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REST, persistence and sessions  RSS feed

 
Saloon Keeper
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As we know, RESTful web applications only expose stateless operations to get anything done. All information that is needed by the server to perform the operation is sent with the request. Let's say we have a repository holding instances of some resource type, and the client can send a request to view the details of the resource:
Imagine we want to delete the last resource that the user accessed:
This is not RESTful, because it requires the server to keep track of what the last accessed resource was. Instead, the client needs to explicitly send the ID of the resource they want to delete:

Now, some say that sessions are not RESTful, because they require the server to keep track of the session data. This is untrue. All session data can be stored in the session cookie, which is sent by the client on each request. Another solution is to send only a session ID which identifies a persistent resource containing the session data:
After all, if we are allowed to store any old resource in a database and manipulate it using an identifier sent by the client, then why not treat sessions the same way?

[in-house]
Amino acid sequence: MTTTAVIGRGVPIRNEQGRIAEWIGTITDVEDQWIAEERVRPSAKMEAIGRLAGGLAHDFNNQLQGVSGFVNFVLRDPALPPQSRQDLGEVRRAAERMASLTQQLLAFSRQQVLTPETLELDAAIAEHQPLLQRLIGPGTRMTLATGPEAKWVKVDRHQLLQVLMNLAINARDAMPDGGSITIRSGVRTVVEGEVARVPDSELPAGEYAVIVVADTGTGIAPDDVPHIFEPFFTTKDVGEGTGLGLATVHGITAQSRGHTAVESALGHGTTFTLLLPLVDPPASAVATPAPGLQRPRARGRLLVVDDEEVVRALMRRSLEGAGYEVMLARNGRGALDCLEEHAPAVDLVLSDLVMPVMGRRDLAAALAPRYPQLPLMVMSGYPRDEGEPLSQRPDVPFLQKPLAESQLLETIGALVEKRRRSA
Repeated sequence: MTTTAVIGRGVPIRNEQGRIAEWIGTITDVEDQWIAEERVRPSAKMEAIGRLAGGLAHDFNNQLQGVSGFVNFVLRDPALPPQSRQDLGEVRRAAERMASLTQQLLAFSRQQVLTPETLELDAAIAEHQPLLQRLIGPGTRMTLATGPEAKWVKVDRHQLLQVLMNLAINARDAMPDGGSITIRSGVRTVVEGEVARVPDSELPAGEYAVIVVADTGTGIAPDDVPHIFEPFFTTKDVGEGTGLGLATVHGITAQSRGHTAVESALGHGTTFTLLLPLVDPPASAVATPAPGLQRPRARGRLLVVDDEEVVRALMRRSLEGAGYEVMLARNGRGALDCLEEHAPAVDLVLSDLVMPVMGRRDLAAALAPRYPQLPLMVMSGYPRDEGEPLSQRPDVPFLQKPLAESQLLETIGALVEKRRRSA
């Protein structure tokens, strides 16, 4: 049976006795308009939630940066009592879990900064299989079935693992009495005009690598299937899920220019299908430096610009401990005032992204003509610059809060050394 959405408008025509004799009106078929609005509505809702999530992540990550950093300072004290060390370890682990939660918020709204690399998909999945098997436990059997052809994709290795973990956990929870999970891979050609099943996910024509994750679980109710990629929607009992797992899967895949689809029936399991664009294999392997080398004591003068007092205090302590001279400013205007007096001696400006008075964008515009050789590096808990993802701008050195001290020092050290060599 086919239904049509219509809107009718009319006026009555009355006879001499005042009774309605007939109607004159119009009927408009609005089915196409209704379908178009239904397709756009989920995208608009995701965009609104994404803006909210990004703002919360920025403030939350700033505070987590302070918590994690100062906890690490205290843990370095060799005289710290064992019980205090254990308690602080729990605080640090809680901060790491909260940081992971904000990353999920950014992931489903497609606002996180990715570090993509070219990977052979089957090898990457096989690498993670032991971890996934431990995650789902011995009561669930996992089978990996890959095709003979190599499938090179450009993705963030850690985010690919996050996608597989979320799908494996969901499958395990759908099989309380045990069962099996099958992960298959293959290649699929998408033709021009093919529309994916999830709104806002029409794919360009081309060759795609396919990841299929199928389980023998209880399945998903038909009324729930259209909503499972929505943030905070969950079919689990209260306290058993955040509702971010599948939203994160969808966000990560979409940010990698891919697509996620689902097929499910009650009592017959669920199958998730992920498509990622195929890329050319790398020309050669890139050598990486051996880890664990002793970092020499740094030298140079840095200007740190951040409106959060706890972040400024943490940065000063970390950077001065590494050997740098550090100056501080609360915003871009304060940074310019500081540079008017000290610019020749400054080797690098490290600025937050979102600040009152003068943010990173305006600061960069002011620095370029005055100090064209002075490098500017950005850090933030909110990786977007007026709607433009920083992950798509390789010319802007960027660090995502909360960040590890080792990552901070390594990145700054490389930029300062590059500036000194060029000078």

So, assuming sessions can be treated as resources, and the identifier can be sent with the request in a session cookie, we can make requests like this:

For some reason, there are many opponents to handling sessions in RESTful applications this way. They insist that you have to send an access token with every request. It's not immediately clear to me what separates an access token from a session ID. It's also not clear to me why the server must be stateless, but somehow the server IS allowed to persist resources to a database. If I write a repository that internally uses a concurrent map instead of a database connection, why is that not RESTful? If the two aren't different, then is storing resources in a database really RESTful? If it isn't, can RESTful applications get anything useful done?

I welcome all thoughts on this topic.
 
Rancher
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In terms of architecture, I'll be looking for reliability and typically this leads to horizontally scaling out.  So with session identifiers your going to be using sticky sessions, which limit reliability.  A shared database approach, holding session information, offers more reliability.  Most databases offer replication and redundancy with failover features.  Of course this design has an impact on performance.